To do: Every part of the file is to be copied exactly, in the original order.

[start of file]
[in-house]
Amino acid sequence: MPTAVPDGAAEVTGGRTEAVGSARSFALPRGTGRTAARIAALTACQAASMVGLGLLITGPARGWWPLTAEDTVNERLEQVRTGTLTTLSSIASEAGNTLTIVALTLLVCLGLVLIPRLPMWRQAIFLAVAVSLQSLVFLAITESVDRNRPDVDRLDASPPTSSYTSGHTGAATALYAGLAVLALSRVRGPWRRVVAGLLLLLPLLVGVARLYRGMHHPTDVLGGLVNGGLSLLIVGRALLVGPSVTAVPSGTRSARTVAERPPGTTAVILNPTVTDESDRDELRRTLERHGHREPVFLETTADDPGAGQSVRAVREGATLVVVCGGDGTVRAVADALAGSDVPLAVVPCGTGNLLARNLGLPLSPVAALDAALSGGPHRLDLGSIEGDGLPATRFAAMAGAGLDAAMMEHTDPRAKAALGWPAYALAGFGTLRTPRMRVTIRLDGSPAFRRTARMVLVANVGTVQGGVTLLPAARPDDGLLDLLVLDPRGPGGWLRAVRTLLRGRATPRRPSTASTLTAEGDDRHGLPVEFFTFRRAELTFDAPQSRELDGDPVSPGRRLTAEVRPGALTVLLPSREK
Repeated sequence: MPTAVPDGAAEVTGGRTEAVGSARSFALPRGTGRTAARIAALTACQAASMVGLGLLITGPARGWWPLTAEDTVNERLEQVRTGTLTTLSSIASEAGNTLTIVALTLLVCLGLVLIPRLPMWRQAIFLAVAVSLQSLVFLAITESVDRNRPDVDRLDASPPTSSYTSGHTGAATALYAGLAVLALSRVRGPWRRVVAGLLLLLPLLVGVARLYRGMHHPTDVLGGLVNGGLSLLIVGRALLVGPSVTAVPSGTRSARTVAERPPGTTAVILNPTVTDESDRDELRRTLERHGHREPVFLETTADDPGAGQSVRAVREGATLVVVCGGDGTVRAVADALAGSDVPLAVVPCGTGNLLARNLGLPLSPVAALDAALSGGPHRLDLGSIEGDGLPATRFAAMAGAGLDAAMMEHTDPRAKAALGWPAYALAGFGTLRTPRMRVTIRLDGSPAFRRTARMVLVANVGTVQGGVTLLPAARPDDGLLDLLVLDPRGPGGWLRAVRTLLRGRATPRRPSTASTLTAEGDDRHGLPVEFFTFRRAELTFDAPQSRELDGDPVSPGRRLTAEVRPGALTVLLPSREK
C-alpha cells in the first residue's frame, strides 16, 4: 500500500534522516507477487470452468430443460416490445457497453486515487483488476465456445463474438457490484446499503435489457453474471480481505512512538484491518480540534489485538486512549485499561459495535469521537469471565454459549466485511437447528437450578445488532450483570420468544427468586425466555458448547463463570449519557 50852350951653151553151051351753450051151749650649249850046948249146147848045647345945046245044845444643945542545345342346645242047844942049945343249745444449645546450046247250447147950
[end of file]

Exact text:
[in-house]
Amino acid sequence: MPTAVPDGAAEVTGGRTEAVGSARSFALPRGTGRTAARIAALTACQAASMVGLGLLITGPARGWWPLTAEDTVNERLEQVRTGTLTTLSSIASEAGNTLTIVALTLLVCLGLVLIPRLPMWRQAIFLAVAVSLQSLVFLAITESVDRNRPDVDRLDASPPTSSYTSGHTGAATALYAGLAVLALSRVRGPWRRVVAGLLLLLPLLVGVARLYRGMHHPTDVLGGLVNGGLSLLIVGRALLVGPSVTAVPSGTRSARTVAERPPGTTAVILNPTVTDESDRDELRRTLERHGHREPVFLETTADDPGAGQSVRAVREGATLVVVCGGDGTVRAVADALAGSDVPLAVVPCGTGNLLARNLGLPLSPVAALDAALSGGPHRLDLGSIEGDGLPATRFAAMAGAGLDAAMMEHTDPRAKAALGWPAYALAGFGTLRTPRMRVTIRLDGSPAFRRTARMVLVANVGTVQGGVTLLPAARPDDGLLDLLVLDPRGPGGWLRAVRTLLRGRATPRRPSTASTLTAEGDDRHGLPVEFFTFRRAELTFDAPQSRELDGDPVSPGRRLTAEVRPGALTVLLPSREK
Repeated sequence: MPTAVPDGAAEVTGGRTEAVGSARSFALPRGTGRTAARIAALTACQAASMVGLGLLITGPARGWWPLTAEDTVNERLEQVRTGTLTTLSSIASEAGNTLTIVALTLLVCLGLVLIPRLPMWRQAIFLAVAVSLQSLVFLAITESVDRNRPDVDRLDASPPTSSYTSGHTGAATALYAGLAVLALSRVRGPWRRVVAGLLLLLPLLVGVARLYRGMHHPTDVLGGLVNGGLSLLIVGRALLVGPSVTAVPSGTRSARTVAERPPGTTAVILNPTVTDESDRDELRRTLERHGHREPVFLETTADDPGAGQSVRAVREGATLVVVCGGDGTVRAVADALAGSDVPLAVVPCGTGNLLARNLGLPLSPVAALDAALSGGPHRLDLGSIEGDGLPATRFAAMAGAGLDAAMMEHTDPRAKAALGWPAYALAGFGTLRTPRMRVTIRLDGSPAFRRTARMVLVANVGTVQGGVTLLPAARPDDGLLDLLVLDPRGPGGWLRAVRTLLRGRATPRRPSTASTLTAEGDDRHGLPVEFFTFRRAELTFDAPQSRELDGDPVSPGRRLTAEVRPGALTVLLPSREK
C-alpha cells in the first residue's frame, strides 16, 4: 500500500534522516507477487470452468430443460416490445457497453486515487483488476465456445463474438457490484446499503435489457453474471480481505512512538484491518480540534489485538486512549485499561459495535469521537469471565454459549466485511437447528437450578445488532450483570420468544427468586425466555458448547463463570449519557 50852350951653151553151051351753450051151749650649249850046948249146147848045647345945046245044845444643945542545345342346645242047844942049945343249745444449645546450046247250447147950